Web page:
OldJob had employees and their managers both independently fill out a questionnaire about the employee’s performance, and the actual review conversation was basically comparing their answers. Except the employees didn’t really have a rubric, as it were. I was only ever given maybe two metrics by which to judge my own performance (basically gross sales and returns), and those numbers were always presented relative to the rest of the department and not relative to any particular target, so I didn’t know what a “good” rate of sales or return percentage was, just where I ranked in the pack. There were a lot of variables that made it difficult to fairly compare any given two staff against each other (full-time vs part-time schedules, some days were consistently busier than others, some people tended to take shifts in areas that moved their particular stock more or less quickly, sometimes one person started a sale and someone else finished it, etc). And then I moved into a role where nobody else was doing exactly what i was doing, in exactly the same way – it was still basically sales, but with several more steps and factors that weren’t always within my control, so I had no idea how to fairly judge my own performance. My boss always assured me I was doing great and didn’t have any actionable feedback related to the job itself, just personal preferences of hers about how I did unimportant tasks, and admonishment about ever expressing frustration with frustrating parts of the job.

  17. auburn*

    In my experience giving reviews, I’ve had several people tell me that they had never heard feedback before about an issue that comes up in their review when I know I’ve given it. For some reason, the formality of the review process is sometimes the first time they really hear what I’m saying even if I’ve said it 10 times before. And I don’t think it’s that I’m not clear or direct all those other times.

    1. goducks*

      I’ve had that happen, as well. Sometimes employees will ostrich pretty hard.
      I even had an employee on a very clear and concise PIP with objectively measurable benchmarks for progress fail to perform through several weekly check-ins, say to me when I termed him, “wow, this is so out of the blue!” Uh, no. We met weekly for the past 4 weeks and each week we discussed how you had not completed some very specific tasks, and that it needed to change because your job was on the line. How you’re surprised by this is a mystery.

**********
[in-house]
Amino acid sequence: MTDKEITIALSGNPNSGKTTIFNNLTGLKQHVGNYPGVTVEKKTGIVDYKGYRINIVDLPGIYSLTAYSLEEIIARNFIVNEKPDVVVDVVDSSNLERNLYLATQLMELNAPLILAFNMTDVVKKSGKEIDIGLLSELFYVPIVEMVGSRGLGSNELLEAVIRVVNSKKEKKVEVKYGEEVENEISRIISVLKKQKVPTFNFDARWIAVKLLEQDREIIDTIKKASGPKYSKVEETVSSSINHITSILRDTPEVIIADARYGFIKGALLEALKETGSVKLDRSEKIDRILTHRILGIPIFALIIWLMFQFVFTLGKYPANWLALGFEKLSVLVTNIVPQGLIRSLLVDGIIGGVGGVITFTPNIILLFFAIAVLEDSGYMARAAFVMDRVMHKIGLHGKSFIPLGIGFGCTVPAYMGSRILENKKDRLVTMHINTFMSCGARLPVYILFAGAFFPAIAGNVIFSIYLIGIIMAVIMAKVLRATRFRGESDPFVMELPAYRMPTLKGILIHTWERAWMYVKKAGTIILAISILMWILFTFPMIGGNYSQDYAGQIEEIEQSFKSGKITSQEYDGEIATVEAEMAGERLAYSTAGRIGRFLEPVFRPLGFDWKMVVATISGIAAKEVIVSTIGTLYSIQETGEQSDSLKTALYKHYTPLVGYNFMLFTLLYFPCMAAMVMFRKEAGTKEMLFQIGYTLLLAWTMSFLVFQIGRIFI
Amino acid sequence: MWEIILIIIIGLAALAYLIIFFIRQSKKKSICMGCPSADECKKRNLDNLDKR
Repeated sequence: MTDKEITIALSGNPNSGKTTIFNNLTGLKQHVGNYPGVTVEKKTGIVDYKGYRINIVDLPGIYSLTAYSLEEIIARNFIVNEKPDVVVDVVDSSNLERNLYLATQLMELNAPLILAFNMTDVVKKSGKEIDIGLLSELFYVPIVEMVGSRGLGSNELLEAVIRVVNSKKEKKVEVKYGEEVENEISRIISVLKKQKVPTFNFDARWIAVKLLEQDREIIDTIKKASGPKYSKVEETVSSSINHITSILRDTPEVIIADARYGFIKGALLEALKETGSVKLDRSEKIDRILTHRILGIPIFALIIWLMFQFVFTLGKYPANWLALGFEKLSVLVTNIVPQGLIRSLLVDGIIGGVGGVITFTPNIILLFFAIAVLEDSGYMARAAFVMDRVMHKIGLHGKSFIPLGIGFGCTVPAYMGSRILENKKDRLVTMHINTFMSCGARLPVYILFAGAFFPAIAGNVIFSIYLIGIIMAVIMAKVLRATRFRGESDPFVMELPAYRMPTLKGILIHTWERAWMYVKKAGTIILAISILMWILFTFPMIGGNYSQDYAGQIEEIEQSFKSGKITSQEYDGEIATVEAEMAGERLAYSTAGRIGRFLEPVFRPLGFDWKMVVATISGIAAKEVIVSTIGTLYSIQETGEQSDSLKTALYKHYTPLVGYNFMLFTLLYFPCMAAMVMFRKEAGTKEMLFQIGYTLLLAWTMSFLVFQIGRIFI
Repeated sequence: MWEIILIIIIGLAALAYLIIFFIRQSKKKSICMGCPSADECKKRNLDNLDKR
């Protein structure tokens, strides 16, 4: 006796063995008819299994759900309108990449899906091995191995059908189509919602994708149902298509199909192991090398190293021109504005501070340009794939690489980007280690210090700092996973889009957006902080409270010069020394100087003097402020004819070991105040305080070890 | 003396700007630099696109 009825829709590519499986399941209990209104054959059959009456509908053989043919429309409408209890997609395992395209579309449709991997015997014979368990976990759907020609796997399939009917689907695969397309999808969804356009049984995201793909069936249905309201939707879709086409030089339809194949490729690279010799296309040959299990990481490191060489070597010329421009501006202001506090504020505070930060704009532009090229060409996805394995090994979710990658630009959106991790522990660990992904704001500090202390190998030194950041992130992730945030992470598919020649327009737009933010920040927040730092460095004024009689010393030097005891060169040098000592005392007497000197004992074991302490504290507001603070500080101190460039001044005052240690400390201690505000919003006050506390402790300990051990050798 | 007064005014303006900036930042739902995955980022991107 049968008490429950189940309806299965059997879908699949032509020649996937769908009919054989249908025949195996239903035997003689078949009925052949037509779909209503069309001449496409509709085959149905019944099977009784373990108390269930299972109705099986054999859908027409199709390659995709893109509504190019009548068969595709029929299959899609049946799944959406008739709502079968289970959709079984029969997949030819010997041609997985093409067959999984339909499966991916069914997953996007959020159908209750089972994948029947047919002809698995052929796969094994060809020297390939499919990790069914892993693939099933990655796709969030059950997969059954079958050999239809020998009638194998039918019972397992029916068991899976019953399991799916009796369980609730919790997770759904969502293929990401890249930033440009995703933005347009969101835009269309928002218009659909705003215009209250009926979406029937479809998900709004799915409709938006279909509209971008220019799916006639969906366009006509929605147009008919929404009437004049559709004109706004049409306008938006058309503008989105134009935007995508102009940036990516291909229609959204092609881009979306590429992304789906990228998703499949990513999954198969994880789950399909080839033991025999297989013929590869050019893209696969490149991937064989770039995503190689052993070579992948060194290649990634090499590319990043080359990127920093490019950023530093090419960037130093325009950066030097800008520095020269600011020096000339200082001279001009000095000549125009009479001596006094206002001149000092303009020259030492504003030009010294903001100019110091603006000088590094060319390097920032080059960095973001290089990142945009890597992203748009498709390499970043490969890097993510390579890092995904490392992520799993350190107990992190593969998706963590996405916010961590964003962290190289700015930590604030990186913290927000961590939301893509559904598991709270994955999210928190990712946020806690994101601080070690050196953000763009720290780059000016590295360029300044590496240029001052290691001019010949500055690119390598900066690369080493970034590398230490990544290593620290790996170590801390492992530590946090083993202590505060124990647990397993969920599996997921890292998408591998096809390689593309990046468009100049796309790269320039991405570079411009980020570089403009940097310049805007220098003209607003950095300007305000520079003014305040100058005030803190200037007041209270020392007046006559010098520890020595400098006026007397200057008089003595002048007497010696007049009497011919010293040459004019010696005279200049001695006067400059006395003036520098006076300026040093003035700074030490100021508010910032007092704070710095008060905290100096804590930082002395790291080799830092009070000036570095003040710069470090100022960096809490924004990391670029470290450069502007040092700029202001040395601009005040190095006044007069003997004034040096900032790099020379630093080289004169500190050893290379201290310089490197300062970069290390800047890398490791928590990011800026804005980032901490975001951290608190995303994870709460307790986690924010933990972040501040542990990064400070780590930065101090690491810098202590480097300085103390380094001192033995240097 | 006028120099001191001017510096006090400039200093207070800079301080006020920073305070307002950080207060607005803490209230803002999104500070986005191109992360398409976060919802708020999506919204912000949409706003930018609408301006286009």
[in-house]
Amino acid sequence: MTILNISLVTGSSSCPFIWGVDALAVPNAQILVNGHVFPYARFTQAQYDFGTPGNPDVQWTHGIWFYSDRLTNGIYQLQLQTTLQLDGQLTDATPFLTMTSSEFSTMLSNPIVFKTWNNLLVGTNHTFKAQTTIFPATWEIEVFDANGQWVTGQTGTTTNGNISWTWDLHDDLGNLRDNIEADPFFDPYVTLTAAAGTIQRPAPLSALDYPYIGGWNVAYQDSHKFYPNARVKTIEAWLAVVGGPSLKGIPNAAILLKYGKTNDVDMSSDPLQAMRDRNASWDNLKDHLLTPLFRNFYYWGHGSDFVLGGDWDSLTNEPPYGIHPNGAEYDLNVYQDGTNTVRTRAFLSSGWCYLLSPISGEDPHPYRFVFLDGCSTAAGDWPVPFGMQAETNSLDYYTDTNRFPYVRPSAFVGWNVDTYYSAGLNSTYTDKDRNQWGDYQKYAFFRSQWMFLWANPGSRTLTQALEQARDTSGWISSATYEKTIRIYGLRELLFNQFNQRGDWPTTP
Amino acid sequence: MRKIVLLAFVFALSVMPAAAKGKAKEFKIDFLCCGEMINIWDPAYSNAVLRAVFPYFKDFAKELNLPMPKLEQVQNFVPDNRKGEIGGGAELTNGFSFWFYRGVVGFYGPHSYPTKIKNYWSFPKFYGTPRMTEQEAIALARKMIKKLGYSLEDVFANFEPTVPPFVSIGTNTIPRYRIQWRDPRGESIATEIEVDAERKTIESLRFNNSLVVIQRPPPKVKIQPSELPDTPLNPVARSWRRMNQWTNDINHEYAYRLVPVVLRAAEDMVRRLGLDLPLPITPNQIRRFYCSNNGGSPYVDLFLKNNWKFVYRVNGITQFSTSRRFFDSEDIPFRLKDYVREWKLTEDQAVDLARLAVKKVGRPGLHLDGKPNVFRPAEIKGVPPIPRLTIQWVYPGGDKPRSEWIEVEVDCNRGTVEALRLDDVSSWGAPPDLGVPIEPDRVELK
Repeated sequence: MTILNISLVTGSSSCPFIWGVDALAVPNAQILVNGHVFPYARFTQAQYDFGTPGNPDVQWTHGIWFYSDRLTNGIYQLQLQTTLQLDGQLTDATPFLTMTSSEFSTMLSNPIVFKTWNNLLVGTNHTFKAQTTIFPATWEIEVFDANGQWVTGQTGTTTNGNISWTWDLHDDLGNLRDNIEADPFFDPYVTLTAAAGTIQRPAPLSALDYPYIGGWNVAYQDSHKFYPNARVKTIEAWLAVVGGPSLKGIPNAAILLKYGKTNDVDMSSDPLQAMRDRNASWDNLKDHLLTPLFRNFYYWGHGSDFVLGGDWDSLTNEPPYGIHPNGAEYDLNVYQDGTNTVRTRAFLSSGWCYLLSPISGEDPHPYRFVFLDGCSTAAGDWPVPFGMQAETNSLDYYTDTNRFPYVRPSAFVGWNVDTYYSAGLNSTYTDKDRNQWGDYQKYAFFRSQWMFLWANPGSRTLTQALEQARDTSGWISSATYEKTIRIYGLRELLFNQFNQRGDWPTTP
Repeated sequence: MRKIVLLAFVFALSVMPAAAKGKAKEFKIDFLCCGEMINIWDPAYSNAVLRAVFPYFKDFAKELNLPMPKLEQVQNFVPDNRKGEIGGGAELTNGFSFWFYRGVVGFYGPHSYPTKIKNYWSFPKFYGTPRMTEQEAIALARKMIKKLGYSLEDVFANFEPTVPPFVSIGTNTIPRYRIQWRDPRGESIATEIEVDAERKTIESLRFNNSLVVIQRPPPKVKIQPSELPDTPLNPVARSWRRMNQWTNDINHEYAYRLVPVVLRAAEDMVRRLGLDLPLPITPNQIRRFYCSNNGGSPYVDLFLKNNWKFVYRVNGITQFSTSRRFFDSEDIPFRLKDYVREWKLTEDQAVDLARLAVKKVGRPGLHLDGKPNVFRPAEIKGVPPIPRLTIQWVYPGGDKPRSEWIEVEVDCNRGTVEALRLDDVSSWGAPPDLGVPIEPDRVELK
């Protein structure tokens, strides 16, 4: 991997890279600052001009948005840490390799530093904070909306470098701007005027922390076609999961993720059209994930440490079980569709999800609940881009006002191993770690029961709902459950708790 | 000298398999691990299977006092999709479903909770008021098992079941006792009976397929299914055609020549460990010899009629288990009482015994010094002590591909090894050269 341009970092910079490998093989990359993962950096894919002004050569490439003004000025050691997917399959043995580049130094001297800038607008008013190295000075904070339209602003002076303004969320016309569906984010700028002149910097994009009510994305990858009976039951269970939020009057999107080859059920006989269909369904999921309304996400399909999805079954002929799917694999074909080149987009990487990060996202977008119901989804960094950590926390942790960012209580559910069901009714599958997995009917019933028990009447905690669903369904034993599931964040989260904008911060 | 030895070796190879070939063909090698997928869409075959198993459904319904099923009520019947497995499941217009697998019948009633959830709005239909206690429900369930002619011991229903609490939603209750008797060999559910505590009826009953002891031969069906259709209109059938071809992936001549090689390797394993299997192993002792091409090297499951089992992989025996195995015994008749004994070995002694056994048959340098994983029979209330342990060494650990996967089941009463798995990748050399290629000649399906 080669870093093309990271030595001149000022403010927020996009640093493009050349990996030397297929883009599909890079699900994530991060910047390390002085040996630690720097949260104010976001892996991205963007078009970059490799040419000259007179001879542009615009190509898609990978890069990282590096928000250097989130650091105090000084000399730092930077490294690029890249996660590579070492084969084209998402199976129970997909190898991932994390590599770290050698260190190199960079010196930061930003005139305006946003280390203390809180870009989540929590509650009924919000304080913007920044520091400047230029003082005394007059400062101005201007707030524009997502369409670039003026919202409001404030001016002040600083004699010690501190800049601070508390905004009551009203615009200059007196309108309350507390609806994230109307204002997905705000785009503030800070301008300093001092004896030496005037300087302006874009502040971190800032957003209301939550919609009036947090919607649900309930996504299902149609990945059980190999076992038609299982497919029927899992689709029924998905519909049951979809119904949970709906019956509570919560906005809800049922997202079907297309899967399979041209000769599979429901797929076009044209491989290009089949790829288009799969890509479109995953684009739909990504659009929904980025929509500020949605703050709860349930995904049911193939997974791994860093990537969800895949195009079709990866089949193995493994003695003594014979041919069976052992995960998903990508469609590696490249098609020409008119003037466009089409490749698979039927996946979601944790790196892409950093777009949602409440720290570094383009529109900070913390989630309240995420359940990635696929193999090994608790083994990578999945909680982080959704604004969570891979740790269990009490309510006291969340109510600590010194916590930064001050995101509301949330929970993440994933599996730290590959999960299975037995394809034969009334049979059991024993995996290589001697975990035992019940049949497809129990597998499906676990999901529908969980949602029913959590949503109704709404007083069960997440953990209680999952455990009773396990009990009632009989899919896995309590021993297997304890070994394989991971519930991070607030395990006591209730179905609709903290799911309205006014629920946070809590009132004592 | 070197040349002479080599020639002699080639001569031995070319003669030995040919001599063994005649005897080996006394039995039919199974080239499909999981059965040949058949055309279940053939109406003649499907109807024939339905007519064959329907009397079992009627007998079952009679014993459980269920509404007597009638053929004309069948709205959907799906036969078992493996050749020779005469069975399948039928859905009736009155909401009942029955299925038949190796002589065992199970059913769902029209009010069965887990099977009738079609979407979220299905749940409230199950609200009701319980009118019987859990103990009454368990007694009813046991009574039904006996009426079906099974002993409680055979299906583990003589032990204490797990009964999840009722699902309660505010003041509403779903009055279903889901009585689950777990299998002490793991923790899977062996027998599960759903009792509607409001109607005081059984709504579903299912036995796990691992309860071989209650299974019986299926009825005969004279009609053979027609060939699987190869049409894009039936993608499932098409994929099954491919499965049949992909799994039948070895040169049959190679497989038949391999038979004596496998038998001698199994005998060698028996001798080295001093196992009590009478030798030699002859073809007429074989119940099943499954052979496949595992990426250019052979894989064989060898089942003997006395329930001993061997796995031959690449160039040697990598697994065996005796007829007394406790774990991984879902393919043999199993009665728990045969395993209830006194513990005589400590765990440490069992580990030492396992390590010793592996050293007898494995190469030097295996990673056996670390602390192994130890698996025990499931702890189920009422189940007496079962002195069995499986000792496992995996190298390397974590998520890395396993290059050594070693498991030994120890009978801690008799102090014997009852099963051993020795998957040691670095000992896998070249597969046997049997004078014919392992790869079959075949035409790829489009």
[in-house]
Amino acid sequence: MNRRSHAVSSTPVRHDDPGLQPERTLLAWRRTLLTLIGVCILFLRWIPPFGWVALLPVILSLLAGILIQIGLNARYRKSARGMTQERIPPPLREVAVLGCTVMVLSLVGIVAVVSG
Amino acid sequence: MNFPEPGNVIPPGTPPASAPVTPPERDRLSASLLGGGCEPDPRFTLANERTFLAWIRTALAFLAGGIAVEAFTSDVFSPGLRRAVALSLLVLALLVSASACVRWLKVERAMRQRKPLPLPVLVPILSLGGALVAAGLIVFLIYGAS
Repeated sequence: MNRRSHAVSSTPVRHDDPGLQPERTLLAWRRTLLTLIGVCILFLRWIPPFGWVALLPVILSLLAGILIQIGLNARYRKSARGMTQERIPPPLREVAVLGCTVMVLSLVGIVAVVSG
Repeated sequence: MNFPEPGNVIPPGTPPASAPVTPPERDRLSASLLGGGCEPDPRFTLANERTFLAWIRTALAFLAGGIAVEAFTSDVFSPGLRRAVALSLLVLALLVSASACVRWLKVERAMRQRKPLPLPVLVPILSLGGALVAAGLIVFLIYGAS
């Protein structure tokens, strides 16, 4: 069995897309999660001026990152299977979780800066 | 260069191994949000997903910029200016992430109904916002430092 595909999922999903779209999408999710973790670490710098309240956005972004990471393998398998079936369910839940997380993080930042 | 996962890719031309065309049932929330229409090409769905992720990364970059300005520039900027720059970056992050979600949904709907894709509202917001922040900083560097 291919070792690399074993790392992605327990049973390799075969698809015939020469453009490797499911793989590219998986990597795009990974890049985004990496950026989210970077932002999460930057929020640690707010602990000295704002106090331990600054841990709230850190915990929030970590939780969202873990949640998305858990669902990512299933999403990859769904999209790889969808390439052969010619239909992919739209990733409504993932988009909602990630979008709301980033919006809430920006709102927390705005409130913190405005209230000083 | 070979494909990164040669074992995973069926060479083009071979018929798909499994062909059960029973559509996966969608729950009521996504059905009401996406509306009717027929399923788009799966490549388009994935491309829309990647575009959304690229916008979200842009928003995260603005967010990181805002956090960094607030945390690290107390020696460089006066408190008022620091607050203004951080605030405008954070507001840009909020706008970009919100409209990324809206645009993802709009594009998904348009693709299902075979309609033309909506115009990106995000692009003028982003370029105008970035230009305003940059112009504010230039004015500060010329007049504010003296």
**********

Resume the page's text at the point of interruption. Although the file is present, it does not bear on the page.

2. Close Bracket*

      For those people, document your feedback. Follow up conversations with an email. Reference the conversations in the review. You might not solve the problem of feedback not sinking in (although you might—sometimes getting it in writing at all makes it sink in in a way that talking didn’t), but they will not be able to claim they didn’t know.

    3. BethDH*

      I was briefly one of those people (though I think I covered my surprise when I found out). It wasn’t that I was surprised by which metrics I was doing well or poorly at, but things that were taking a lot my time and attention (and that I was doing well at, per the feedback I had gotten during the year) were not the most important things in the review. I have tried to be more aware of the way my objectives fit larger org needs since then, and I should have been able to figure it out then. Still, it would have helped if my manager had done a little more big picture feedback through the year. I was very new to offices, and I just didn’t get that the things that took 5% of my time might be more important overall than the thing that took 40%. I wouldn’t be surprised if that was pretty common.

  18. Kimmy Schmidt*

    In your industry, are reviews generally/always/never/not-officially-but-yes-unofficially tied to raises?

    1. The Man, Becky Lynch*